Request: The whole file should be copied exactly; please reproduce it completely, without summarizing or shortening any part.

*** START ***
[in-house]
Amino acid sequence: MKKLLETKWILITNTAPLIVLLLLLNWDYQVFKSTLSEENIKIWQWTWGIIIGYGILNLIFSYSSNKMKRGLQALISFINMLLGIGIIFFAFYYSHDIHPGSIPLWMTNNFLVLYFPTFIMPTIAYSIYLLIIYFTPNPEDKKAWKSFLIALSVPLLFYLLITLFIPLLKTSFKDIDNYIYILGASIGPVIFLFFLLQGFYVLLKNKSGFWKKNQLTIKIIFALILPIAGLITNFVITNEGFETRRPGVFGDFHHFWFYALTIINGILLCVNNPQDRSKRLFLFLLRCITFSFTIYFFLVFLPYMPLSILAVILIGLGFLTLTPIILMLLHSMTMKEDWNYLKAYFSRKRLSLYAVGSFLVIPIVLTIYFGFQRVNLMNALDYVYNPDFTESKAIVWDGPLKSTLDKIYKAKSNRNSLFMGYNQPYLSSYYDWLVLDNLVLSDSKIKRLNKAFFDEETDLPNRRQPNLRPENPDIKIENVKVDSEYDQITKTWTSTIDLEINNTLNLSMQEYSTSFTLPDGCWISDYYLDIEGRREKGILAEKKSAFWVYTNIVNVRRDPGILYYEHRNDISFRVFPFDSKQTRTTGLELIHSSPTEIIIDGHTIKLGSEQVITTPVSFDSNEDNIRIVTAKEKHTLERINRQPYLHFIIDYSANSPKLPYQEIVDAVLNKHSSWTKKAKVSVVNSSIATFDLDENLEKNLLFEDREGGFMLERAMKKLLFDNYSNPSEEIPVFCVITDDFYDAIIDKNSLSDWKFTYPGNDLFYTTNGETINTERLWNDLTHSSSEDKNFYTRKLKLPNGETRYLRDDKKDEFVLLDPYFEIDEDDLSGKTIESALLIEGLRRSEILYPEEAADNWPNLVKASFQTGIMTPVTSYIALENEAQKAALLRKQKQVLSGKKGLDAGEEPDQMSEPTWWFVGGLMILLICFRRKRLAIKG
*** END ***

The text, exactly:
[in-house]
Amino acid sequence: MKKLLETKWILITNTAPLIVLLLLLNWDYQVFKSTLSEENIKIWQWTWGIIIGYGILNLIFSYSSNKMKRGLQALISFINMLLGIGIIFFAFYYSHDIHPGSIPLWMTNNFLVLYFPTFIMPTIAYSIYLLIIYFTPNPEDKKAWKSFLIALSVPLLFYLLITLFIPLLKTSFKDIDNYIYILGASIGPVIFLFFLLQGFYVLLKNKSGFWKKNQLTIKIIFALILPIAGLITNFVITNEGFETRRPGVFGDFHHFWFYALTIINGILLCVNNPQDRSKRLFLFLLRCITFSFTIYFFLVFLPYMPLSILAVILIGLGFLTLTPIILMLLHSMTMKEDWNYLKAYFSRKRLSLYAVGSFLVIPIVLTIYFGFQRVNLMNALDYVYNPDFTESKAIVWDGPLKSTLDKIYKAKSNRNSLFMGYNQPYLSSYYDWLVLDNLVLSDSKIKRLNKAFFDEETDLPNRRQPNLRPENPDIKIENVKVDSEYDQITKTWTSTIDLEINNTLNLSMQEYSTSFTLPDGCWISDYYLDIEGRREKGILAEKKSAFWVYTNIVNVRRDPGILYYEHRNDISFRVFPFDSKQTRTTGLELIHSSPTEIIIDGHTIKLGSEQVITTPVSFDSNEDNIRIVTAKEKHTLERINRQPYLHFIIDYSANSPKLPYQEIVDAVLNKHSSWTKKAKVSVVNSSIATFDLDENLEKNLLFEDREGGFMLERAMKKLLFDNYSNPSEEIPVFCVITDDFYDAIIDKNSLSDWKFTYPGNDLFYTTNGETINTERLWNDLTHSSSEDKNFYTRKLKLPNGETRYLRDDKKDEFVLLDPYFEIDEDDLSGKTIESALLIEGLRRSEILYPEEAADNWPNLVKASFQTGIMTPVTSYIALENEAQKAALLRKQKQVLSGKKGLDAGEEPDQMSEPTWWFVGGLMILLICFRRKRLAIKG